James King - Founder and CEO of PowaBand

I think it was James Joyce that said: “Mistakes are the portals of discovery.” You make a whole load of mistakes, learn loads, and get ready to make a whole load of new ones.

James King is the founder and CEO of PowaBand. Previously a UX Designer, Digital Strategist and Planner, he has project managed global projects for Speedo and Proctor & Gamble, advised and guided startups and corporations on Gamification, consulted on evolving mobile paths-to-purchase for GlaxoSmithKline, and led the strategic proposition for creative agencies and a motion-tracking internet television startup.

It’s immediately obvious to anyone in the know that he “gets” digital and is unquestionably creative. It’s all in the pensive, 100-yard stare and achingly trendy tattoos. And the beard. You’d probably assume he live in Shoreditch. Or Portland.

He doesn’t. He lives in Clapham. In South West London. It has trees and parks and unicorns.

Shoreditch has no mythical creatures. Only fixi-bikes. Lots and lots of fixi-bikes.

When not gazing on horned horses, he’s trying to change the way that kids play and pay using wearable technology.

Where did the idea for PowaBand come from?

I’d love to be able to say that PowaBand came about in a moment of inspiration – but it really came about as a result of analysis of the key weaknesses and underserved segments within the “wearable” ecosystem.

I’d been consulting on various Wearable projects for a number of companies, and one key thing that kept coming up was that current “wearables” – both fitness trackers and smart watches – were outputting incomplete use-cases. There’s this dirty little secret in the Wearable industry that 50% of users abandon their device after 6 months. What we’re finding is that activity trackers and smart watches aren’t actually creating any unique experiences – we’re all aware on some level of how much we’ve been moving, and serving me some variation of an infographic on that data, or in the case of a smart watch some “glance-able” extension of a smartphone’s feature set – these aren’t use cases that are going to disrupt consumer habits on a large scale. The iPhone completely reinvented the “in-hand” experience – for Wearables to become mainstream we need to do something completely new with the “on-body” experience.

At the same time, no Wearable has successfully gained traction in the kid’s market. That’s largely down to a fundamental misunderstanding of how kids engage with technology. A kid doesn’t care about arbitrary metrics like step count, heart rate and calories burnt. They’re hungry for amazing interactive experiences, and they’re incredibly sophisticated gamers. Watch a kid play Minecraft – Minecraft is a game about gaming. In many ways it’s meta-gaming. You see a couple of companies try and serve variations around a kind of Tamagotchi game linked to a wearable. Tamagotchi is nearly 20 years old now – kids gaming has evolved way beyond that.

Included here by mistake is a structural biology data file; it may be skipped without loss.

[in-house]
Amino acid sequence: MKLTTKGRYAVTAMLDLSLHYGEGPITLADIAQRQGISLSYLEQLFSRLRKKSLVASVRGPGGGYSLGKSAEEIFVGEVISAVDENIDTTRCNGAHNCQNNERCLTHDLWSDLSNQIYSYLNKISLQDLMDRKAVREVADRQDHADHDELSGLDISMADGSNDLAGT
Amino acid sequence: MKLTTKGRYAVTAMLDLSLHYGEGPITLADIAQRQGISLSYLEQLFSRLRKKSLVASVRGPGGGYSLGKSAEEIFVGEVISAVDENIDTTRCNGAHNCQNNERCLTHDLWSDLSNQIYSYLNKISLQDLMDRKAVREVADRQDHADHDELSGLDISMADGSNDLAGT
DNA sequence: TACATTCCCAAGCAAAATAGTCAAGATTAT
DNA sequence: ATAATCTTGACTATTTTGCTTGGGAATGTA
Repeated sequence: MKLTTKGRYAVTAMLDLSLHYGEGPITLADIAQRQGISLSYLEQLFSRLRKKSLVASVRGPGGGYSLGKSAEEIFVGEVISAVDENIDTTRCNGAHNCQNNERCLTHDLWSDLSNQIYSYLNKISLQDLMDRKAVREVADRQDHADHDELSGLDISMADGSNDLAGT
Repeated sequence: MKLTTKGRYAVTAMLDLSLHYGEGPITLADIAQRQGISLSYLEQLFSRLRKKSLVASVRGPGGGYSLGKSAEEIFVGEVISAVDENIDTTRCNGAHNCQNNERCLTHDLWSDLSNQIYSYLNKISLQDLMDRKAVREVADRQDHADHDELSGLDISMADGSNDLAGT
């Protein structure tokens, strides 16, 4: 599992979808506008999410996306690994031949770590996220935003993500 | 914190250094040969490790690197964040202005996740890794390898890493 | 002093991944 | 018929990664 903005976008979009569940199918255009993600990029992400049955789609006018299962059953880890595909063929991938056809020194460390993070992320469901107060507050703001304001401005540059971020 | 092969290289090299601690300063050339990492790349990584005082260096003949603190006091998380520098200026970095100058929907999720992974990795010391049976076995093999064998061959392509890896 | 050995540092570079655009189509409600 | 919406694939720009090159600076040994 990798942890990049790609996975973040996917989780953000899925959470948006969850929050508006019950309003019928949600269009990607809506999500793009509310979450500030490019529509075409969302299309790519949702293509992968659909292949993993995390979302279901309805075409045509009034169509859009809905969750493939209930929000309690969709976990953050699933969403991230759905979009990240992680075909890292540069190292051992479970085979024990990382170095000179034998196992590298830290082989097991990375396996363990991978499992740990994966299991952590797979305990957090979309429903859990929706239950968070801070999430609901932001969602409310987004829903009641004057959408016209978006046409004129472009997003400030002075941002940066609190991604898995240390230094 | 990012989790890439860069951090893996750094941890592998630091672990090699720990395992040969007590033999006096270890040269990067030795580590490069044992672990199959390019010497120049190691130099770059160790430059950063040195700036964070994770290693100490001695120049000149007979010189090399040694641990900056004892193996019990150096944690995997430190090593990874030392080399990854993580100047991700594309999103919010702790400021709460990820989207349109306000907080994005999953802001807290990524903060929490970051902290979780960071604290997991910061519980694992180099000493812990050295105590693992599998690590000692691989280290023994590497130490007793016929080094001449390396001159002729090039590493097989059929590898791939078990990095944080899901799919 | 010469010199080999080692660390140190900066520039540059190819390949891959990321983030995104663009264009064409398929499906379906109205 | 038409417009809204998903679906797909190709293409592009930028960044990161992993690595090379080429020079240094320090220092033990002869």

What does your typical day look like and how do you make it productive?

There are two things that I really couldn’t, or if I’m not doing them – shouldn’t, live without.

The first is meditation – I only notice the extraordinary difference it makes to my focus and output when I’m not doing it.

The second is my Kanban board. It’s something I picked up from my UX days and I just can’t operate without it. I need to categorise and visualise my outputs, and see how they relate to the outputs and tasks of the rest of my team, and I need to see those fill an actual physical space in order to garner clarity and strategic and tactical perspective.

How do you bring ideas to life?

Action. Focus and Very Clever People (VCPs). Without those three things ideas remain just that, intangible ideas. I used to be a very frustrated “wantrepreneur” – I think the most important of those are the VCPs. Without those around me my ideas and I would be nothing.

What’s one trend that really excites you?

Without question it’s what the first agency I ever worked at, Fjord, is calling Living Services. It’s how we use the Internet of Things and powerful data analytics to create services that come to life; predicting and reacting to consumers’ changing needs and circumstances. In other words, branded services that are personalized and change in real-time for every individual wherever they are and whatever they are doing.

What is one habit of yours that makes you more productive as an entrepreneur?

Talking to VCPs. As I get older I’m (hopefully) getting that little bit more humble and ready to ask questions. If you surround yourself with people you respect and can collaborate with, you really can achieve anything.